Skin contact white wines. These are a lightning rod for heated conversation in the wine industry at the moment. Opinions range from the future of the wine industry right through to down right faulty. A delightful tipple or straight down the sink. So who is right?
The truth is, everyone. There are some stunning wines, that should not be ignored (there are some absolute disasters being made too, full of unpleasant flavours and aromas, that really should never make it into a bottle).
Normally when white grapes are made into wine they are crushed and/or pressed immediately to separate the juice from the skins, seeds and flesh. The solids discarded and the juice fermented into the wines we know and love. Red grapes are normally fermented along with the solids to extract the colour and flavours found in the skins.
Skin contact white wines treat white grapes just like you would red ones. Keeping the skins, seeds and pulp in with the juice to extract different flavours and colours. The danger is that in the wrong hands you can extract unpleasant, bitter or astringent characters too.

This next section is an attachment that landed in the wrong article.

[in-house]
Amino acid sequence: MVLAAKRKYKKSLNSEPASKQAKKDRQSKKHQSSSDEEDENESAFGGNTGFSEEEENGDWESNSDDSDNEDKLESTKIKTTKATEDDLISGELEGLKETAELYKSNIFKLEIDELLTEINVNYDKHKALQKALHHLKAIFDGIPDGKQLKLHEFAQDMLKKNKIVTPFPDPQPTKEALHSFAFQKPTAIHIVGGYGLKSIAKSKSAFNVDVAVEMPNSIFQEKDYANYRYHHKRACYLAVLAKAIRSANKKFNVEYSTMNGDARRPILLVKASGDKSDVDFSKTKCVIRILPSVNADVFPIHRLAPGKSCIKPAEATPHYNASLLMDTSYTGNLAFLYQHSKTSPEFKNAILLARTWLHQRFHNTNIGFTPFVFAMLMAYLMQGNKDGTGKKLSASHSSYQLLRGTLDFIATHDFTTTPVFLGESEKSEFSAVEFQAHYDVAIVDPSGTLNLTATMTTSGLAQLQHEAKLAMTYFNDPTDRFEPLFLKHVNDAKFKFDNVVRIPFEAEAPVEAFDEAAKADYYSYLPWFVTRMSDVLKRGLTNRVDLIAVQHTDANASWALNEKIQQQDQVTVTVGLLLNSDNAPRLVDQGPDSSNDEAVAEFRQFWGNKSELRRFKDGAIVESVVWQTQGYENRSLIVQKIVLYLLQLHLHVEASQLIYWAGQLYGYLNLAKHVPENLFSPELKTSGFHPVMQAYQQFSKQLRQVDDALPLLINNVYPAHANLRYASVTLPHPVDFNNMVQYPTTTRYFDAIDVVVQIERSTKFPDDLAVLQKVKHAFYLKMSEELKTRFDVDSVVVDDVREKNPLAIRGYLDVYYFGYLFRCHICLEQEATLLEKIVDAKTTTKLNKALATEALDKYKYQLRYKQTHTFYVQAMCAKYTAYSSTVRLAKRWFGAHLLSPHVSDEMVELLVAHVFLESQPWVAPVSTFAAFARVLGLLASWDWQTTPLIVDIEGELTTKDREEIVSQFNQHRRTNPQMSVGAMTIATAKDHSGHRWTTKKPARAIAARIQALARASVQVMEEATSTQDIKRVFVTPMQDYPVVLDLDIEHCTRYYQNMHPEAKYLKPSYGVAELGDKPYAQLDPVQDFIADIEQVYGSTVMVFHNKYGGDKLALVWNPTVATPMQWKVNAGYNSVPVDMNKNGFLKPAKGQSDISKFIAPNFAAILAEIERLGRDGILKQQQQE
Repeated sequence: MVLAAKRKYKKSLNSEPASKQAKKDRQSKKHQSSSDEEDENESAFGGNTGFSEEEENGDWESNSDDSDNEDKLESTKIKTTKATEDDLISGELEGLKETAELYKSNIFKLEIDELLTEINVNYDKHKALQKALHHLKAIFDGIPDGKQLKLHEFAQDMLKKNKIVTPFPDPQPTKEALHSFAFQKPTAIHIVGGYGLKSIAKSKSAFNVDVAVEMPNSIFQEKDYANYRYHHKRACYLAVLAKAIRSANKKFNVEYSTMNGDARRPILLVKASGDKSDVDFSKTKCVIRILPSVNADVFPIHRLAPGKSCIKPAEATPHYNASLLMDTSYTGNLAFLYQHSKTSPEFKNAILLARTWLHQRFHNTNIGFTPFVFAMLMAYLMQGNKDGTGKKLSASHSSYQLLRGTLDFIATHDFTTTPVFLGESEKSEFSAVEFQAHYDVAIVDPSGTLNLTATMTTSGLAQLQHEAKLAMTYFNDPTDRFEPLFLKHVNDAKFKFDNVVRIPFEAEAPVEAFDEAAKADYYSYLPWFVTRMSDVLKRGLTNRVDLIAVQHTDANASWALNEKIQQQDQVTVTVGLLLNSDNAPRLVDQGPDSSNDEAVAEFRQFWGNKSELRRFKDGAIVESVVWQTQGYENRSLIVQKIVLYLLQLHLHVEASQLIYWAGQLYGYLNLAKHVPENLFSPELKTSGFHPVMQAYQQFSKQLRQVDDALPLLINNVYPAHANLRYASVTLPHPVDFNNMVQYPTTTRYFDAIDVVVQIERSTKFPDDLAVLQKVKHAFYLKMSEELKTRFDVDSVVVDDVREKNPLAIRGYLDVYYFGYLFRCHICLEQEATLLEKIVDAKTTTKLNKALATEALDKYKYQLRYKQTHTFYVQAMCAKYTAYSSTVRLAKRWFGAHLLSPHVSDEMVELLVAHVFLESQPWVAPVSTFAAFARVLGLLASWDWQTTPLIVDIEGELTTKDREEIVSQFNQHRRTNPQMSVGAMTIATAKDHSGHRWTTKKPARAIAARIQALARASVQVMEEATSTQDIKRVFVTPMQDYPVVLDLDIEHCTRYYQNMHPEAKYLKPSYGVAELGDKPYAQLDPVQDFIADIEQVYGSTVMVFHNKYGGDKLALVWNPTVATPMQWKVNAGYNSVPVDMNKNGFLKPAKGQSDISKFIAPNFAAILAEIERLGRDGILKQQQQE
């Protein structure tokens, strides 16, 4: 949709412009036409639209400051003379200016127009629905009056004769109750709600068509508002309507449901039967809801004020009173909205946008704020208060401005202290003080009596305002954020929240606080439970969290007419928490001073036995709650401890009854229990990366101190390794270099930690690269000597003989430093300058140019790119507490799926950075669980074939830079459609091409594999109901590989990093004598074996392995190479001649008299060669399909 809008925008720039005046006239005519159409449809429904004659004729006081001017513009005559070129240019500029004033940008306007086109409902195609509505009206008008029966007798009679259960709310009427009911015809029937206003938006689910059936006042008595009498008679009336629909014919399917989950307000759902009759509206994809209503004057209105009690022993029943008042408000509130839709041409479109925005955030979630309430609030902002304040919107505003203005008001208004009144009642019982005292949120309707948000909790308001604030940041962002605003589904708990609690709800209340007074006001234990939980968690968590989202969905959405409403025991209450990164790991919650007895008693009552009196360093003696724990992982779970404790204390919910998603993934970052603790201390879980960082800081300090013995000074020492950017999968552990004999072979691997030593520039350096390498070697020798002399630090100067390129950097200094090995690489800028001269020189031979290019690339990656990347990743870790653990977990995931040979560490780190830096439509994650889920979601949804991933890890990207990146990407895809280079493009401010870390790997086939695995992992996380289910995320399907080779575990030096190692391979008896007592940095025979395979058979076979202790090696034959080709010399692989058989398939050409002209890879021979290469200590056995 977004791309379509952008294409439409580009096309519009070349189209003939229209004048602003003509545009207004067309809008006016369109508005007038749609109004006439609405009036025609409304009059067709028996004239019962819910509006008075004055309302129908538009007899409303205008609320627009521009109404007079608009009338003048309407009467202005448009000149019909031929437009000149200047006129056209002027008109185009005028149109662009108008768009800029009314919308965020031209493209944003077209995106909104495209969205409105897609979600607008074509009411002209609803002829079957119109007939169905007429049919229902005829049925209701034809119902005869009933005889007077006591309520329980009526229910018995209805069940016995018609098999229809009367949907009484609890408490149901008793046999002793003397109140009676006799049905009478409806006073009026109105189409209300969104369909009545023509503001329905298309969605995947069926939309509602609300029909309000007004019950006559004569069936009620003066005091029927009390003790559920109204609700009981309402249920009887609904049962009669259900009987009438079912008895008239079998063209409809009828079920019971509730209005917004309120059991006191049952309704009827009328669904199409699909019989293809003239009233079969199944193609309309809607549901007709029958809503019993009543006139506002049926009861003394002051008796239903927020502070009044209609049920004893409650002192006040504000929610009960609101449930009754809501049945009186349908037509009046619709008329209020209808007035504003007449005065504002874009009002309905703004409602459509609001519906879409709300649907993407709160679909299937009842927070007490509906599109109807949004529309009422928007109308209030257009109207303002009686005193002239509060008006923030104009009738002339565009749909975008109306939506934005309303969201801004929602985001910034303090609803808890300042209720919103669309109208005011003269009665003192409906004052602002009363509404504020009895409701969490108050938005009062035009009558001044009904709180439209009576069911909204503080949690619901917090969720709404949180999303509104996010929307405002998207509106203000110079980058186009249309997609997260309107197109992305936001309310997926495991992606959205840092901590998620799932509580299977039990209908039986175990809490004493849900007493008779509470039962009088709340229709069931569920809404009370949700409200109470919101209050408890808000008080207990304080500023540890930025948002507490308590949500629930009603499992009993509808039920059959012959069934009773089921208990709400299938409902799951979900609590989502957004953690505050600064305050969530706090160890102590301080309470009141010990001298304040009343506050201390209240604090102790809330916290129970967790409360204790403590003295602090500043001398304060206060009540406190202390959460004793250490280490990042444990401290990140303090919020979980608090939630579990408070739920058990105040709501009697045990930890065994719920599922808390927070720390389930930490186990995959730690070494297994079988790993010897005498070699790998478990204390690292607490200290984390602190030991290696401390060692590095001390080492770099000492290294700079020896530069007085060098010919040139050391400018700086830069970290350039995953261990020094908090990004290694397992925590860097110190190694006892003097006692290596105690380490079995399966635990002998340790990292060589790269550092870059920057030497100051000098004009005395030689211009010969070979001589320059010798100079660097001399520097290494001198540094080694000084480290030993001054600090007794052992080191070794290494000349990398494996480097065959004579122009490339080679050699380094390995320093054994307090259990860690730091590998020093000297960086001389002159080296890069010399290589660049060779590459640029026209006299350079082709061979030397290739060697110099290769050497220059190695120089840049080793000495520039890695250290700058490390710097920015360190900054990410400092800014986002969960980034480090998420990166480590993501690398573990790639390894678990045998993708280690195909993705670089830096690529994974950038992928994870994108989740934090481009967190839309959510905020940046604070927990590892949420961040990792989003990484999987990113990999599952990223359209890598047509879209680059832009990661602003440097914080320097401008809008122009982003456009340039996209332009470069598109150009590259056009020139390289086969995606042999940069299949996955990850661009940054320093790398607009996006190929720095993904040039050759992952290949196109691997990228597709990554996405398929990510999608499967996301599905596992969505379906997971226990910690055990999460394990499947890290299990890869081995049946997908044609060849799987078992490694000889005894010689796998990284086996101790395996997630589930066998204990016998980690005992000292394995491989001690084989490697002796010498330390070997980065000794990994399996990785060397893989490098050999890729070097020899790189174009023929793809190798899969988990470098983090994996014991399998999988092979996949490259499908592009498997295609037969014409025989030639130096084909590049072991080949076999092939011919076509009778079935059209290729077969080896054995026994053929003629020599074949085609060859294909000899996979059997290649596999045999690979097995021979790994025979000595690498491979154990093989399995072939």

Clare Burder and Pete Allen from Eminence Wines in the King Valley are the right hands.
They have made a delicious skin contact white using Pinot Gris grapes. A fine choice as this variety often has pinkish/golden skins and loads of character that can find its way into the finished wine. Placing their conventionally made Pinot Gris alongside it is easy to see the difference, but upon tasting is where the magic happens. Slightly richer in texture with a long savoury pear fruit finish. This wine should be enough to convince even the most sceptical of wine drinkers.
- Chris, Albury -